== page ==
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SsangYong to join brand migration

All change: SsangYong vehicles such as the Actyon Sports are expected to be distributed by Ateco Automotive, which also handles the Chinese-built Great Wall range.

Ateco Automotive set to get SsangYong import rights as Citroen shifts to Sime Darby

SsangYong logo21 Aug 2012


ANOTHER automotive brand appears to be on the move in Australia, with South Korea’s SsangYong poised to switch distribution camps from Sime Darby to Ateco Automotive.

The switch is likely to coincide with Citroen’s shift the other way, from Ateco to Sime, in the next few months.

The two Sydney-based importers – among Australia’s largest independent car distributors – would neither confirm nor deny the SsangYong move when contacted by GoAuto about rumours circulating in the industry.

The switch would leave Sime Darby with the two French PSA partner brands, Peugeot and Citroen, while Ateco would add SsangYong to its stable of Great Wall, Chery, Ferrari, Maserati and Lotus.

As GoAuto reported recently, Sime Darby’s long-time SsangYong general manager Jeff Barber recently resigned to take up a new position as general manager of Sydney car retailer, the Dominelli Group.

The game of automotive brand musical chairs included the recent sale of the distribution rights for Fiat and Alfa Romeo by Ateco to the factory-backed Fiat Chrysler Group Australia.

In the background, several independent importers are engaged in bidding battles for Chinese marques, including the highly prized MG from China’s biggest motor company, Shanghai Automotive Industry Corporation (SAIC).

 center imageFrom top: Former SsangYong general manager Jeff Barber Ssangyong Korando.

The result of all these shifts might not be totally clear until 2013, as complex arrangements need to be sorted behind closed doors, all under strict confidentiality agreements.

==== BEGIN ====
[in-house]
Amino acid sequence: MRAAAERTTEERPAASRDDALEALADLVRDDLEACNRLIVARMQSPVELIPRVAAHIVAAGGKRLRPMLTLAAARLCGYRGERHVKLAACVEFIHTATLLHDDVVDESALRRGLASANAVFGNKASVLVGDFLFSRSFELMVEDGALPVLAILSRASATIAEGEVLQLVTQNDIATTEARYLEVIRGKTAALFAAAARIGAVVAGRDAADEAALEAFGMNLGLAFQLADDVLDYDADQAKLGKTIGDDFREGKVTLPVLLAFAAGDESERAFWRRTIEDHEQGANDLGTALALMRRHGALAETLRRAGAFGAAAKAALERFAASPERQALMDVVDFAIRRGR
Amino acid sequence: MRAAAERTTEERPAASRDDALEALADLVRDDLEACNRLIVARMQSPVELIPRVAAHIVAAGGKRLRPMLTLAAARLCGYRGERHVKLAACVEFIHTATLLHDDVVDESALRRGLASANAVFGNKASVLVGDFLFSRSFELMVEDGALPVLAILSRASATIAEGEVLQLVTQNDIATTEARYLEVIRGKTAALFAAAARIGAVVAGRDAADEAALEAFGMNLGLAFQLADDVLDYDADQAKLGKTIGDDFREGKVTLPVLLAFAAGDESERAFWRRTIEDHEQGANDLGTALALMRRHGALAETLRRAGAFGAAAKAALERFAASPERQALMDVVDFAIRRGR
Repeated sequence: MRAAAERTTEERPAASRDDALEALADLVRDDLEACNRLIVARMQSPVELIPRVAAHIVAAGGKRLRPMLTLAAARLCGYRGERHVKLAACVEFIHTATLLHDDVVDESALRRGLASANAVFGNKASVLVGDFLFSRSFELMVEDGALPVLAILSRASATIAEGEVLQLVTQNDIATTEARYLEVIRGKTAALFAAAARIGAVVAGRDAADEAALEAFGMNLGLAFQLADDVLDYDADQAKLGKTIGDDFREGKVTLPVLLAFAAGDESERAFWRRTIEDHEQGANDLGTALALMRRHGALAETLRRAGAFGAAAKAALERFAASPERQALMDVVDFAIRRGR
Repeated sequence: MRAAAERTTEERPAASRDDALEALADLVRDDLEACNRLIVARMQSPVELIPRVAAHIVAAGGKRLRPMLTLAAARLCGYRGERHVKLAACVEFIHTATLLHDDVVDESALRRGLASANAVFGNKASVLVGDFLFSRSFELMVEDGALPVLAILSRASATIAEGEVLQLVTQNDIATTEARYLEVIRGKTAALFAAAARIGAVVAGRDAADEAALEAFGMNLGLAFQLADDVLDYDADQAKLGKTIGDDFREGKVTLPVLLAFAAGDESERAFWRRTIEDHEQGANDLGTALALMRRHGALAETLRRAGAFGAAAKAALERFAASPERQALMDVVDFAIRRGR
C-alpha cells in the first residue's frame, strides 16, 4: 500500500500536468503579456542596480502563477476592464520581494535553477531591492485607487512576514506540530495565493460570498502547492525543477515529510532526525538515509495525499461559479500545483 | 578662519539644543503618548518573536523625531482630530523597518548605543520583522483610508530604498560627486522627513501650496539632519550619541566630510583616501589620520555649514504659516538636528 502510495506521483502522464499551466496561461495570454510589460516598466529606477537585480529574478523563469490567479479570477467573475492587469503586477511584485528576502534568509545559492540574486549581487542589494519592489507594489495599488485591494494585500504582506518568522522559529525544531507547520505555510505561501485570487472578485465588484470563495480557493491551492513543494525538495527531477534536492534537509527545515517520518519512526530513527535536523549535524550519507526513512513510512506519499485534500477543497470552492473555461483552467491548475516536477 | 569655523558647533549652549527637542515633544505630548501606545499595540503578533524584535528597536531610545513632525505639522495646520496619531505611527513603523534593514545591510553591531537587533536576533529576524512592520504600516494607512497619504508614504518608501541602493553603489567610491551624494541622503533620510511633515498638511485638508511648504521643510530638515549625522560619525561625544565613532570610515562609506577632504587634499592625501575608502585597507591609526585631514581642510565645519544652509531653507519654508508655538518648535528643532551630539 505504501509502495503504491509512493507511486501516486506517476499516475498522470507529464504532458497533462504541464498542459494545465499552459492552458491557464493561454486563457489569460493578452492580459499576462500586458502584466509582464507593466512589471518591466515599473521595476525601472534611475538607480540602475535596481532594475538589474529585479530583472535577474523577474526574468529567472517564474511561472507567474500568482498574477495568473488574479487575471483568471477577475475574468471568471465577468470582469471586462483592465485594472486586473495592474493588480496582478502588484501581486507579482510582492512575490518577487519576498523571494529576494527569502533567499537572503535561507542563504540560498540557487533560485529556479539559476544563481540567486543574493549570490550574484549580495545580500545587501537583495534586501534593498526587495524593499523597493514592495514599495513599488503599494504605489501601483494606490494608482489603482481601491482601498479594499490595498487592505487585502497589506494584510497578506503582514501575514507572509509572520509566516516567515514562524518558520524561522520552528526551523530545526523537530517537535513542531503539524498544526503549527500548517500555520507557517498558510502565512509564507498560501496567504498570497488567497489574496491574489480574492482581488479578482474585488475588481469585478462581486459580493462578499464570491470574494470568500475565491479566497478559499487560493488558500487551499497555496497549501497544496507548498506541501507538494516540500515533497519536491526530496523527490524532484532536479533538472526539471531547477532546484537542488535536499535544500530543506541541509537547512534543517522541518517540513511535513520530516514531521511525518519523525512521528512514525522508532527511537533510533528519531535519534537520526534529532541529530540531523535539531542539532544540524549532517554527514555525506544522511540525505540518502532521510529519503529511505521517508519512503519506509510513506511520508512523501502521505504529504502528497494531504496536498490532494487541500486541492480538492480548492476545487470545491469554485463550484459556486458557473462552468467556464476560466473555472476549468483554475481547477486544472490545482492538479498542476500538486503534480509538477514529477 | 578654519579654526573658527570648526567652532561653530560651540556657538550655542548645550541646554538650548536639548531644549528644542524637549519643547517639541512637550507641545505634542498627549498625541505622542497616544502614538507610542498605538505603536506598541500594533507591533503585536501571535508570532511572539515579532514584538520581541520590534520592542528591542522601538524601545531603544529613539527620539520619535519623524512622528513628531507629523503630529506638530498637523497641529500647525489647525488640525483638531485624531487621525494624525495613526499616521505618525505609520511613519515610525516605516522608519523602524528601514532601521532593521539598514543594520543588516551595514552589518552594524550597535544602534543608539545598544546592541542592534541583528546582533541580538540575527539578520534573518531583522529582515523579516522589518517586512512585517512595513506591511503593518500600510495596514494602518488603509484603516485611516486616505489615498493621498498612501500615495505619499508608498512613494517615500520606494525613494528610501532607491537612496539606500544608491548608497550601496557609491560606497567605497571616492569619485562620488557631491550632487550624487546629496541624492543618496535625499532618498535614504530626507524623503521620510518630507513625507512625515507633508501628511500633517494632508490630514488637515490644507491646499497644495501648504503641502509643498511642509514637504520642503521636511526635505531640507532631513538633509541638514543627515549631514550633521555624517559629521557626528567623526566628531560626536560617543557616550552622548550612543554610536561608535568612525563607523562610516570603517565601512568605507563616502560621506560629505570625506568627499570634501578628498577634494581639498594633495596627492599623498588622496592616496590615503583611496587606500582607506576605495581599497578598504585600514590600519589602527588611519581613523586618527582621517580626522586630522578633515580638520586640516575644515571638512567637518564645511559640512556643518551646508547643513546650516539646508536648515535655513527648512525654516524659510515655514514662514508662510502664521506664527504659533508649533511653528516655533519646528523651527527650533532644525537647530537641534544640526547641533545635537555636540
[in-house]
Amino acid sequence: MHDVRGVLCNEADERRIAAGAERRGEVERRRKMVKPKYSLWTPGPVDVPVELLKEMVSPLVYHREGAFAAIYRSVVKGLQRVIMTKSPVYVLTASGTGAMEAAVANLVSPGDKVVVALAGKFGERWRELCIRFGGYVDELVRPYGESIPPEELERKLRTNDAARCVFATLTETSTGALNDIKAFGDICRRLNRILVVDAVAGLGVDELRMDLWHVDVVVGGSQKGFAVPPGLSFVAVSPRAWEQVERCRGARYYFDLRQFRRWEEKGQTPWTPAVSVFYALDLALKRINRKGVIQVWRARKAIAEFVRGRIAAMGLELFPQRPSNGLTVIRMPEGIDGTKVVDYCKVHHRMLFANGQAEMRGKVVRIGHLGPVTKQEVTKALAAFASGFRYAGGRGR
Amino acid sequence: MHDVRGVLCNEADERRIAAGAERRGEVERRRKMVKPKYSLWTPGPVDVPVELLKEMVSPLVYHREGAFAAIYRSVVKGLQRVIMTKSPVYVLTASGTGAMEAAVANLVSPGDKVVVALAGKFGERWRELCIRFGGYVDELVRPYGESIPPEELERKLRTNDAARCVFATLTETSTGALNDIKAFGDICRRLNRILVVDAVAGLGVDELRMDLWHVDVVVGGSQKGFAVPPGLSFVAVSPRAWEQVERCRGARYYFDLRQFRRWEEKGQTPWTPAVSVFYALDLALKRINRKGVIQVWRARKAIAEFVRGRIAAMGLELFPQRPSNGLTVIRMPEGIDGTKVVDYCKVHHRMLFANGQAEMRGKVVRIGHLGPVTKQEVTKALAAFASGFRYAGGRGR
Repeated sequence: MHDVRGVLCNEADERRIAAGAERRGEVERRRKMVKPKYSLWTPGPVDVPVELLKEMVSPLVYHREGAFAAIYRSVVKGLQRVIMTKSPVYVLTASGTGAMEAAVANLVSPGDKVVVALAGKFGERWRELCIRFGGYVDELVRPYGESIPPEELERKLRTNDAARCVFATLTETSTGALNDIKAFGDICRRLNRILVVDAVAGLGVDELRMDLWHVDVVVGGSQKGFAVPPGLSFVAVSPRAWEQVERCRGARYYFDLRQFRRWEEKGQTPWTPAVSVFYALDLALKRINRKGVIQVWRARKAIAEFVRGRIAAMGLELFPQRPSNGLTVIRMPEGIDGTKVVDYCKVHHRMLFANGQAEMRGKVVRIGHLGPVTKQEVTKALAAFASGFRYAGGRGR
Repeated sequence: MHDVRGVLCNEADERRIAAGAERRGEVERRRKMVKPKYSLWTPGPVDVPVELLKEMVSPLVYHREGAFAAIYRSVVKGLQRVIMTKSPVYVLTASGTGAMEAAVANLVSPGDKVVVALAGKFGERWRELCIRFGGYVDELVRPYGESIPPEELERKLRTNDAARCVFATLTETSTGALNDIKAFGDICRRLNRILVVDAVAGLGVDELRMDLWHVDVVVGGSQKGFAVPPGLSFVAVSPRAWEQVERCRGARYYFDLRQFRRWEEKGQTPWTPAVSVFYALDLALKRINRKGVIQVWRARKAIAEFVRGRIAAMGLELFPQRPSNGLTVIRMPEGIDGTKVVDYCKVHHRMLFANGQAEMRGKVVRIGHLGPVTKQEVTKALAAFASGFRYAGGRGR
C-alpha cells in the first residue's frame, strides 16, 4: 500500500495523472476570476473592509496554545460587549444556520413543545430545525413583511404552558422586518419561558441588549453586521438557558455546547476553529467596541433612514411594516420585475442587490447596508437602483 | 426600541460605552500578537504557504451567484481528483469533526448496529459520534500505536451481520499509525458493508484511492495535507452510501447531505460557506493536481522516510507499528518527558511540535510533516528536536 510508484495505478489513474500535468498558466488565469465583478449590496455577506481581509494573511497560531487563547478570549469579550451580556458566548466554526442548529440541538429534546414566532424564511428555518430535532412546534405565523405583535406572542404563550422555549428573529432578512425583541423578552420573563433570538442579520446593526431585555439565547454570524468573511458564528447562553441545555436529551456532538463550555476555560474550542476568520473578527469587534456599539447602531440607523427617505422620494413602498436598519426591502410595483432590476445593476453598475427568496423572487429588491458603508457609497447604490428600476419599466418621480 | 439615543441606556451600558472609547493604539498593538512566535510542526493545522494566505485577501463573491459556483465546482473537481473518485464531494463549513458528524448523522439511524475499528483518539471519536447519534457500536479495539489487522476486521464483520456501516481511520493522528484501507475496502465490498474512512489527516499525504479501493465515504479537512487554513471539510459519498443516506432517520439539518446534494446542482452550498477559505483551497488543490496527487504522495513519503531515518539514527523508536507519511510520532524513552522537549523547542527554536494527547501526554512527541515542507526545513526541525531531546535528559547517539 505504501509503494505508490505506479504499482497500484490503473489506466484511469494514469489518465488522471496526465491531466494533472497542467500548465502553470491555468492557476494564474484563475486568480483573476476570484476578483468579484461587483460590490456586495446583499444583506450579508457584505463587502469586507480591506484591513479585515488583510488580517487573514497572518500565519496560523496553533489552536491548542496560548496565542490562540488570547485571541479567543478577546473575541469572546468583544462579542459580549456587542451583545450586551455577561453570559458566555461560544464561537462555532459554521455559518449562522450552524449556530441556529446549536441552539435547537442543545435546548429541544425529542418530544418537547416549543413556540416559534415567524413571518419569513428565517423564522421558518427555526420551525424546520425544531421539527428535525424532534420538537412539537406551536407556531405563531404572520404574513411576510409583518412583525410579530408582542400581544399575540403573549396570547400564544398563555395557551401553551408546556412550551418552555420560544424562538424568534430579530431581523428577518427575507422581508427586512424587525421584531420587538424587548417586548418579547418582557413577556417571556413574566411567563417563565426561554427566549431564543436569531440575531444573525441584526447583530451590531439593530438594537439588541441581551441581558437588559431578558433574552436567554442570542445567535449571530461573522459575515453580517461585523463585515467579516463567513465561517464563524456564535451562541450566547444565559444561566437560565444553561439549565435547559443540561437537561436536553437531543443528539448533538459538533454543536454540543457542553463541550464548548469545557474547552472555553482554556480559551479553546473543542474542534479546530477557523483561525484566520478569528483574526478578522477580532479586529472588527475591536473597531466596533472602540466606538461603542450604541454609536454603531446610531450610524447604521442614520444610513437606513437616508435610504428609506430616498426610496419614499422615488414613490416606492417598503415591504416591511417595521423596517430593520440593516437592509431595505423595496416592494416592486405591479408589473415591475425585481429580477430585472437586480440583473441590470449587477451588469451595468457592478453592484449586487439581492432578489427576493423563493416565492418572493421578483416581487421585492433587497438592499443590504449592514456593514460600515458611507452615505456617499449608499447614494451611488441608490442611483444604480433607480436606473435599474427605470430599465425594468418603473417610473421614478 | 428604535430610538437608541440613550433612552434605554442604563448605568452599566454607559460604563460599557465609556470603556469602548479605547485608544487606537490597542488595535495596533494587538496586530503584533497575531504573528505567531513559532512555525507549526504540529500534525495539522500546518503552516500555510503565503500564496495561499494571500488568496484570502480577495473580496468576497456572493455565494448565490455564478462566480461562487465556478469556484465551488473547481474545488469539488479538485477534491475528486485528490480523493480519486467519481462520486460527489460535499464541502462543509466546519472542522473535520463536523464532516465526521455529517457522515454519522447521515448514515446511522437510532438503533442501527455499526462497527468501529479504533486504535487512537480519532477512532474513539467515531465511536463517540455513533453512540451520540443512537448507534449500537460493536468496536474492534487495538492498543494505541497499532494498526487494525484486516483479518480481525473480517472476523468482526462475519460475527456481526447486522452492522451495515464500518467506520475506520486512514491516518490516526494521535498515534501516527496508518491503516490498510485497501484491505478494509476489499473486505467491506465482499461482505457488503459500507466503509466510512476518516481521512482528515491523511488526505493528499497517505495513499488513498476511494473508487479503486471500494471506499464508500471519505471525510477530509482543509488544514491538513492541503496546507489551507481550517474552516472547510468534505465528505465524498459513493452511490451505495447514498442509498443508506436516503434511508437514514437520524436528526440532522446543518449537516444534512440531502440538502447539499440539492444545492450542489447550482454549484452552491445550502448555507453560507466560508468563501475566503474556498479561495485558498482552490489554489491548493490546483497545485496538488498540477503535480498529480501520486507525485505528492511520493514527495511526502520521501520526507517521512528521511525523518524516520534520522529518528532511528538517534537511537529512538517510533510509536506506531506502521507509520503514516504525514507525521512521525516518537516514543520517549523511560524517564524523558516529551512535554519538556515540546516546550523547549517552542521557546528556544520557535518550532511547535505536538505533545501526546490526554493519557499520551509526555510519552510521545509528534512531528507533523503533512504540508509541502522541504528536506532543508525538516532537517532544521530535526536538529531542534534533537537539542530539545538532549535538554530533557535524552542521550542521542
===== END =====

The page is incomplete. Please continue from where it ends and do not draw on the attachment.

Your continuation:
Ateco Automotive public relations manager Edward Rowe told GoAuto: “My standard response to these questions is that we are always on the look-out for new brands to add to our business.

“Until we have concluded an agreement, we can’t say anything.”

Sime Darby public relations and promotions manager Jaedene Hudson took a similar line, saying: “I have heard the rumours, but I can’t comment.”

SsangYong vehicles have been in sale in Australia since 1994, and were even distributed by Mercedes-Benz Australia for a time when the Korean-made vehicles used Daimler engines.

Malaysian-based Sime Darby Motor Group (Australia) acquired the Australian distribution rights for SsangYong from SsangYong Motors Australasia – owned by Russell Burling and Vince Barbagallo – in 2008, appointing Mr Barber general manager and director.

However, SsangYong Motor Company – said to be Korea’s fourth-largest motor manufacturer – has had a checkered financial and industrial relations history at home base, plunging from one crisis to another over the past 15 years.

At various times it has been rescued by companies such as Daewoo and SAIC, both of which ultimately walked away.

Most recently, the bankrupt SsangYong was bought by India’s Mahindra & Mahindra in February 2011, bringing a vital injection of capital to help it bring the new Korando compact SUV and Actyon Sports ute to market.

These new models have given the brand a new lease of life in Australia, shedding bizarre, polarising styling for a more mainstream design language.

According to VFACTS data, SsangYong sales last year climbed 43.5 per cent to 1606 units. This year, sales are up by a further 24.8 per cent to the end of July, with Korando volumes jumping 48.7 per cent, mainly because of the addition of an Australian-made DSI six-speed automatic transmission.

While Sime Darby and Ateco have both declined to comment on the SsangYong shift, Ateco has confirmed that it is preparing to give up Citroen to another, unnamed importer, after handling the French marque for 18 years.

As GoAuto reported last month, the franchise is believed to be headed to Sime Darby, where French manufacturer PSA can consolidate both of its brands under one roof.

In sales volume terms, SsangYong and Citroen are similar-sized operations in Australia, with Citroen shifting 1032 vehicles this year to the end of July, compared with SsangYong’s 1106.

Remarkably, Citroen sales are up 24.8 per cent year to date – exactly the same as SsangYong’s.

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